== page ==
Indiana has inked a sister state agreement with the Indian state of Karnataka in hopes of teeing off more cultural and economic exchange.
Several companies in Karnataka’s tech hub capital, Bangalore, are in the midst of big expansions to the Hoosier state. Those include Infosys, Wipro and, most recently, Axiscades.
“The relationship really grew through our partnership with Infosys and blossomed from there,” said Indiana Economic Development Corporation spokeswoman Abby Gras in an email.
She says Karnataka’s life sciences and tech sectors mirror Indiana’s. And the agreement between the two states cites “the goals of increasing economic, educational and cultural ties.”
“There are many similarities between our economies,” Gras says, “and we are hopeful that will lead to new partnerships and initiatives.”
Indiana also has sister state agreements with a province in China and a prefecture in Japan, she says. Those two countries are top trading partners of the Hoosier State.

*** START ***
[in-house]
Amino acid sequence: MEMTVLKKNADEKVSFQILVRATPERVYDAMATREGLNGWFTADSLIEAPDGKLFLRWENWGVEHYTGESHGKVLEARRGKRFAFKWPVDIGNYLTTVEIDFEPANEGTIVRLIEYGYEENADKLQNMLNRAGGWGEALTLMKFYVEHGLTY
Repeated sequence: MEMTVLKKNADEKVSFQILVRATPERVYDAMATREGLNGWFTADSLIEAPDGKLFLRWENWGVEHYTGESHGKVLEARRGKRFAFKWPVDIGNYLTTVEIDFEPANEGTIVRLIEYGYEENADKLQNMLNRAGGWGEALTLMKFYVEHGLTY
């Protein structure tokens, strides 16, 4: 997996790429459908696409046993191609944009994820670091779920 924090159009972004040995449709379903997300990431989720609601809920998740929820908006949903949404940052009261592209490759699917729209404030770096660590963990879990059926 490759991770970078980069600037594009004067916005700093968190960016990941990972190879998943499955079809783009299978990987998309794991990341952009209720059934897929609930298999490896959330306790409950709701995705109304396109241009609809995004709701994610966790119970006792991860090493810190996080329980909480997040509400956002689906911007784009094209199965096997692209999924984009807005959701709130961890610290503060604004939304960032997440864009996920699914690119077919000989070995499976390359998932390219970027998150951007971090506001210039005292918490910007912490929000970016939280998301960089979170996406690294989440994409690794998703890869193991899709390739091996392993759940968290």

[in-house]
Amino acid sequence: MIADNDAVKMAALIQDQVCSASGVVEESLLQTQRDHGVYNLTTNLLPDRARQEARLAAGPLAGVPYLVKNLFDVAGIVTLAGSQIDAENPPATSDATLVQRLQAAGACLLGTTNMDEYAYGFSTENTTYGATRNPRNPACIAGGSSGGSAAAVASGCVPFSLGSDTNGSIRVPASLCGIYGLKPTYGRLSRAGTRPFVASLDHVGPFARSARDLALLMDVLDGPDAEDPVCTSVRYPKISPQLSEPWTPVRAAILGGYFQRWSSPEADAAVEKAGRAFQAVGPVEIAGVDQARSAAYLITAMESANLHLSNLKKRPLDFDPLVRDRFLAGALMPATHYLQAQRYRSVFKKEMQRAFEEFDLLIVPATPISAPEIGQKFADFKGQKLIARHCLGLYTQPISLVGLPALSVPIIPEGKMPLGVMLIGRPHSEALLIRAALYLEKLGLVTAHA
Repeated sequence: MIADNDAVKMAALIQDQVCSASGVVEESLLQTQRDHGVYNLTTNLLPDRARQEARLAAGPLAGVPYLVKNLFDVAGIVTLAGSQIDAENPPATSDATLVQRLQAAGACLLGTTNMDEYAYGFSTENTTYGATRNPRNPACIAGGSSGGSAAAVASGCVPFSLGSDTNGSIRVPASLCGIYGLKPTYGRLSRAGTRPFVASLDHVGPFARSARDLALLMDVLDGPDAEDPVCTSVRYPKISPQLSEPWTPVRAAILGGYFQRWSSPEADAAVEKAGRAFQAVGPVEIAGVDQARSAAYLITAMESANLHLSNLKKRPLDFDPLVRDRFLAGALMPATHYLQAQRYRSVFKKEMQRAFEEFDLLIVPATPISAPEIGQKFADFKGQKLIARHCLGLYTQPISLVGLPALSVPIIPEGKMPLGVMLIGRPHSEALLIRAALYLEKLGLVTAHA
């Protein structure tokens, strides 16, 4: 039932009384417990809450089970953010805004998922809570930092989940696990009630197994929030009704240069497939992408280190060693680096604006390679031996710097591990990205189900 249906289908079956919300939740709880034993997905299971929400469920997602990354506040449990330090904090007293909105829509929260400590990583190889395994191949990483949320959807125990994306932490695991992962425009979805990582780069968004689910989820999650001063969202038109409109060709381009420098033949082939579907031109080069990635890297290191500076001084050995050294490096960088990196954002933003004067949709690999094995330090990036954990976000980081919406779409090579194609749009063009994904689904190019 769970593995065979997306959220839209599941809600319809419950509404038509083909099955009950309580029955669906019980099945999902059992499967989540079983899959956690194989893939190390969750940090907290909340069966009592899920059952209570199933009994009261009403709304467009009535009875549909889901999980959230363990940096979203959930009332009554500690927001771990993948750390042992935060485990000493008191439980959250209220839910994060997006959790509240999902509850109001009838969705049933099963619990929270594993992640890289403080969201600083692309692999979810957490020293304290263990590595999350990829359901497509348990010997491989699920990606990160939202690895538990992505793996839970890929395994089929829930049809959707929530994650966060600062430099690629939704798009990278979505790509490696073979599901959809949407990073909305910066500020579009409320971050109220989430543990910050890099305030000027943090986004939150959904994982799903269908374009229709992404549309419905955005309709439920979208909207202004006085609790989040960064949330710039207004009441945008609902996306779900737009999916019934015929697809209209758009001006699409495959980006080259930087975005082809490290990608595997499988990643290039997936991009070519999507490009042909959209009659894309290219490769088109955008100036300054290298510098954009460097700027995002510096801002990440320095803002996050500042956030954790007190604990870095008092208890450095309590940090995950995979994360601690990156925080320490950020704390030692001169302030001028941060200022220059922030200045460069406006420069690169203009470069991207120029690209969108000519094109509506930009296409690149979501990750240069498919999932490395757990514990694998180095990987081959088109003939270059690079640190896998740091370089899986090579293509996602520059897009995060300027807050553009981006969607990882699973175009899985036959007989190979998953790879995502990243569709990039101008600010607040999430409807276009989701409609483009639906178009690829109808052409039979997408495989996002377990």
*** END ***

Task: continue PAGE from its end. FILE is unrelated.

Adam Kaplan, vice president of the nonprofit Sister Cities International, says these agreements are often set up around business expansions.
“In a way, it’s a signal that you’re in this for the long haul and you aren’t interested just in their business, but interested in cultivating a relationship with their community,” he says.
Kaplan says this partnership ought to get more people traveling between Indiana and Karnataka, developing business ties and educational programs – all of which could facilitate growth in the burgeoning India-Indiana economy.
“You start to establish sort of an infrastructure of relationships that makes it much easier to do business and build on existing relationships,” Kaplan says.
Several Indiana cities also have sister cities in Japan and China, as well as in the U.K., Germany, Latin America and elsewhere.